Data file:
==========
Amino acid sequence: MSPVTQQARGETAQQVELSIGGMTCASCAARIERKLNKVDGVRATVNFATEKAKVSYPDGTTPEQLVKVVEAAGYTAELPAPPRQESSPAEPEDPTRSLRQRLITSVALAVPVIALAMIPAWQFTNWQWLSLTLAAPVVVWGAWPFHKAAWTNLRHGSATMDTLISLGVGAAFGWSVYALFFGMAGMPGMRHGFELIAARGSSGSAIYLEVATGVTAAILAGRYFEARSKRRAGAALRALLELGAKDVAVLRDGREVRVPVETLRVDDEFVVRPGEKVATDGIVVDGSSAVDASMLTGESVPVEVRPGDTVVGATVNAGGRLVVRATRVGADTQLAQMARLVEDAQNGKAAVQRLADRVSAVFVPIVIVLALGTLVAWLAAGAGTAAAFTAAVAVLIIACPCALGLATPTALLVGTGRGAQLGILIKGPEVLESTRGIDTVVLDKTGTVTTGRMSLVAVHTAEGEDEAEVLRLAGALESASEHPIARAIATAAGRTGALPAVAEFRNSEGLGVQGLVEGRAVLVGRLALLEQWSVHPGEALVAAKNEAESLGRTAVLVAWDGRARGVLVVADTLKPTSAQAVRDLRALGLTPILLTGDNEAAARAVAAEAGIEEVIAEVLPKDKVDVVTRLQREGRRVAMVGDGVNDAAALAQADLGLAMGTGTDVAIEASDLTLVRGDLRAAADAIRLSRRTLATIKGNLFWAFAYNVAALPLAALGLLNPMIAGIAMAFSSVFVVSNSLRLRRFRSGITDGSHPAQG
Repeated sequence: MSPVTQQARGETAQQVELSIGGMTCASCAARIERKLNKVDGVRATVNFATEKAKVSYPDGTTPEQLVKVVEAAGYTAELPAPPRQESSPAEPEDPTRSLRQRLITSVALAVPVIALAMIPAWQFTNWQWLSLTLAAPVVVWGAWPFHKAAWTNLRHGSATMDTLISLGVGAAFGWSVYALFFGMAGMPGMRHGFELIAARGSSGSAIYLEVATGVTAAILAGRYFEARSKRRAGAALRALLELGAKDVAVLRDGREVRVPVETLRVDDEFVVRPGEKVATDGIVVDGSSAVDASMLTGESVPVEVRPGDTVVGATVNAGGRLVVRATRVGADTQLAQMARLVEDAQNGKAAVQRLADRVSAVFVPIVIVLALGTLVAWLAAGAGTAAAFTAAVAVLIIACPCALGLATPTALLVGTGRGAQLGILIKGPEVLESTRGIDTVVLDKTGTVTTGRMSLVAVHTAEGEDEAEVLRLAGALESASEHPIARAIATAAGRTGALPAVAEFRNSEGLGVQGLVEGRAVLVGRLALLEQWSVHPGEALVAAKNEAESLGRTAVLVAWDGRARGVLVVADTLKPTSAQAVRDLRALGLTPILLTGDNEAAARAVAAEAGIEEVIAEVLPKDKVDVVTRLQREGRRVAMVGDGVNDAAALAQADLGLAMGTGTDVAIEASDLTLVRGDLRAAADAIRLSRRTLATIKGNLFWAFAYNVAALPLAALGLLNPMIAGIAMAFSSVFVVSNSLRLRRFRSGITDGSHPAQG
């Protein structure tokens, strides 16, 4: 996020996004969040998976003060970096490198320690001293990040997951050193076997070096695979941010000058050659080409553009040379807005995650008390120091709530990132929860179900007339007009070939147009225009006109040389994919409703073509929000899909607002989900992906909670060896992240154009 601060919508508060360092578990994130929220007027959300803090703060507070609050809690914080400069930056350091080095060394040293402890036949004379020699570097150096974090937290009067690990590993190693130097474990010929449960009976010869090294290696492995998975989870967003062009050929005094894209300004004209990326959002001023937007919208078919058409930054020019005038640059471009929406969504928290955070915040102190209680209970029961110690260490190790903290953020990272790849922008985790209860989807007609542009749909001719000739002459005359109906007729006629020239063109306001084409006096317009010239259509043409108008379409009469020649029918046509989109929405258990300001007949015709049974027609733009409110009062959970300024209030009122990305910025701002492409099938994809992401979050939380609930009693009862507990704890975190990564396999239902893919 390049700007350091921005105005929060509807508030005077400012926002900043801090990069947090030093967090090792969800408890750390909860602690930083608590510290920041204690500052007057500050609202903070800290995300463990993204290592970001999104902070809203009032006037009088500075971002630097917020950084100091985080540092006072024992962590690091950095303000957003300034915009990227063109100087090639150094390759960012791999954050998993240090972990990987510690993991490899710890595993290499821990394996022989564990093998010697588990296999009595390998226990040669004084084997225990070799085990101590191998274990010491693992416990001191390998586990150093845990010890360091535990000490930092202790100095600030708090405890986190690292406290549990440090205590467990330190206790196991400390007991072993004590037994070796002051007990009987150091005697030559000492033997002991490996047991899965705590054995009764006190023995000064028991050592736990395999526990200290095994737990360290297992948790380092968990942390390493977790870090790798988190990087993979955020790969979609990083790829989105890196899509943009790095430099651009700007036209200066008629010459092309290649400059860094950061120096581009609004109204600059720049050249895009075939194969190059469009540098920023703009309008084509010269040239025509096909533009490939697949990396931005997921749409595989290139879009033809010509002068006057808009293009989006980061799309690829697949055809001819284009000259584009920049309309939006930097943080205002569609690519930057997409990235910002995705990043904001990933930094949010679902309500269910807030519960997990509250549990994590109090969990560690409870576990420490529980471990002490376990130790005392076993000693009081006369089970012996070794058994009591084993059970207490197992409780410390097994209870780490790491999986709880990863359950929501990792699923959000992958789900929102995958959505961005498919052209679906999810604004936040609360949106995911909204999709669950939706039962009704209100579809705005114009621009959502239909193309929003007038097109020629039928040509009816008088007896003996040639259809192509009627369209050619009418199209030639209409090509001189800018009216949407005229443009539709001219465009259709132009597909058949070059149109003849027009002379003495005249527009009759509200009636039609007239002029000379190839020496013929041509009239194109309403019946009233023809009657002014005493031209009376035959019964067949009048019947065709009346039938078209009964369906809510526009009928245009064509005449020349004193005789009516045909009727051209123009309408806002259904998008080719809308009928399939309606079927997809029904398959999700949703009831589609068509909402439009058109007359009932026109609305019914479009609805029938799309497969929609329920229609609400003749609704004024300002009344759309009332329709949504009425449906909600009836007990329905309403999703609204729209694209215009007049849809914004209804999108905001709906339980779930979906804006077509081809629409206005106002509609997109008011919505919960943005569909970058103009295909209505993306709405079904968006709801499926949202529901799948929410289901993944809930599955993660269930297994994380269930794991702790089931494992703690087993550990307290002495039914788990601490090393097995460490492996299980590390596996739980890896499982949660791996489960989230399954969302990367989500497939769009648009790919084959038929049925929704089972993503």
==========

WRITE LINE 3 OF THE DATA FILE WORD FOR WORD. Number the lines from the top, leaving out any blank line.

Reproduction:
């Protein structure tokens, strides 16, 4: 996020996004969040998976003060970096490198320690001293990040997951050193076997070096695979941010000058050659080409553009040379807005995650008390120091709530990132929860179900007339007009070939147009225009006109040389994919409703073509929000899909607002989900992906909670060896992240154009 601060919508508060360092578990994130929220007027959300803090703060507070609050809690914080400069930056350091080095060394040293402890036949004379020699570097150096974090937290009067690990590993190693130097474990010929449960009976010869090294290696492995998975989870967003062009050929005094894209300004004209990326959002001023937007919208078919058409930054020019005038640059471009929406969504928290955070915040102190209680209970029961110690260490190790903290953020990272790849922008985790209860989807007609542009749909001719000739002459005359109906007729006629020239063109306001084409006096317009010239259509043409108008379409009469020649029918046509989109929405258990300001007949015709049974027609733009409110009062959970300024209030009122990305910025701002492409099938994809992401979050939380609930009693009862507990704890975190990564396999239902893919 390049700007350091921005105005929060509807508030005077400012926002900043801090990069947090030093967090090792969800408890750390909860602690930083608590510290920041204690500052007057500050609202903070800290995300463990993204290592970001999104902070809203009032006037009088500075971002630097917020950084100091985080540092006072024992962590690091950095303000957003300034915009990227063109100087090639150094390759960012791999954050998993240090972990990987510690993991490899710890595993290499821990394996022989564990093998010697588990296999009595390998226990040669004084084997225990070799085990101590191998274990010491693992416990001191390998586990150093845990010890360091535990000490930092202790100095600030708090405890986190690292406290549990440090205590467990330190206790196991400390007991072993004590037994070796002051007990009987150091005697030559000492033997002991490996047991899965705590054995009764006190023995000064028991050592736990395999526990200290095994737990360290297992948790380092968990942390390493977790870090790798988190990087993979955020790969979609990083790829989105890196899509943009790095430099651009700007036209200066008629010459092309290649400059860094950061120096581009609004109204600059720049050249895009075939194969190059469009540098920023703009309008084509010269040239025509096909533009490939697949990396931005997921749409595989290139879009033809010509002068006057808009293009989006980061799309690829697949055809001819284009000259584009920049309309939006930097943080205002569609690519930057997409990235910002995705990043904001990933930094949010679902309500269910807030519960997990509250549990994590109090969990560690409870576990420490529980471990002490376990130790005392076993000693009081006369089970012996070794058994009591084993059970207490197992409780410390097994209870780490790491999986709880990863359950929501990792699923959000992958789900929102995958959505961005498919052209679906999810604004936040609360949106995911909204999709669950939706039962009704209100579809705005114009621009959502239909193309929003007038097109020629039928040509009816008088007896003996040639259809192509009627369209050619009418199209030639209409090509001189800018009216949407005229443009539709001219465009259709132009597909058949070059149109003849027009002379003495005249527009009759509200009636039609007239002029000379190839020496013929041509009239194109309403019946009233023809009657002014005493031209009376035959019964067949009048019947065709009346039938078209009964369906809510526009009928245009064509005449020349004193005789009516045909009727051209123009309408806002259904998008080719809308009928399939309606079927997809029904398959999700949703009831589609068509909402439009058109007359009932026109609305019914479009609805029938799309497969929609329920229609609400003749609704004024300002009344759309009332329709949504009425449906909600009836007990329905309403999703609204729209694209215009007049849809914004209804999108905001709906339980779930979906804006077509081809629409206005106002509609997109008011919505919960943005569909970058103009295909209505993306709405079904968006709801499926949202529901799948929410289901993944809930599955993660269930297994994380269930794991702790089931494992703690087993550990307290002495039914788990601490090393097995460490492996299980590390596996739980890896499982949660791996489960989230399954969302990367989500497939769009648009790919084959038929049925929704089972993503």